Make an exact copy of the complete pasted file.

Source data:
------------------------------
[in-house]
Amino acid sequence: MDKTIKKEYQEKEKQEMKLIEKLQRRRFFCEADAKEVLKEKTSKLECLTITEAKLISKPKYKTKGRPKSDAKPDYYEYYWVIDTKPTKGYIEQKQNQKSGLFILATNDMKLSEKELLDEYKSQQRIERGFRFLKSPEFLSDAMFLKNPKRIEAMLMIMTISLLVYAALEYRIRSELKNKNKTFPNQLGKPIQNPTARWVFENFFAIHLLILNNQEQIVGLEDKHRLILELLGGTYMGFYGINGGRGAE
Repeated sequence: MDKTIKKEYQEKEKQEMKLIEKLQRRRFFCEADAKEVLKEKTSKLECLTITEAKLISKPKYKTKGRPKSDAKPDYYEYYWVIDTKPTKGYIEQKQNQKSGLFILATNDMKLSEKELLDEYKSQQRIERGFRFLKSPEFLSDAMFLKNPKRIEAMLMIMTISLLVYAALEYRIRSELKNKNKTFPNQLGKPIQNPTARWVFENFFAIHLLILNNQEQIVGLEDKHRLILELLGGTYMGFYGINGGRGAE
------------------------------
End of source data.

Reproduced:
[in-house]
Amino acid sequence: MDKTIKKEYQEKEKQEMKLIEKLQRRRFFCEADAKEVLKEKTSKLECLTITEAKLISKPKYKTKGRPKSDAKPDYYEYYWVIDTKPTKGYIEQKQNQKSGLFILATNDMKLSEKELLDEYKSQQRIERGFRFLKSPEFLSDAMFLKNPKRIEAMLMIMTISLLVYAALEYRIRSELKNKNKTFPNQLGKPIQNPTARWVFENFFAIHLLILNNQEQIVGLEDKHRLILELLGGTYMGFYGINGGRGAE
Repeated sequence: MDKTIKKEYQEKEKQEMKLIEKLQRRRFFCEADAKEVLKEKTSKLECLTITEAKLISKPKYKTKGRPKSDAKPDYYEYYWVIDTKPTKGYIEQKQNQKSGLFILATNDMKLSEKELLDEYKSQQRIERGFRFLKSPEFLSDAMFLKNPKRIEAMLMIMTISLLVYAALEYRIRSELKNKNKTFPNQLGKPIQNPTARWVFENFFAIHLLILNNQEQIVGLEDKHRLILELLGGTYMGFYGINGGRGAE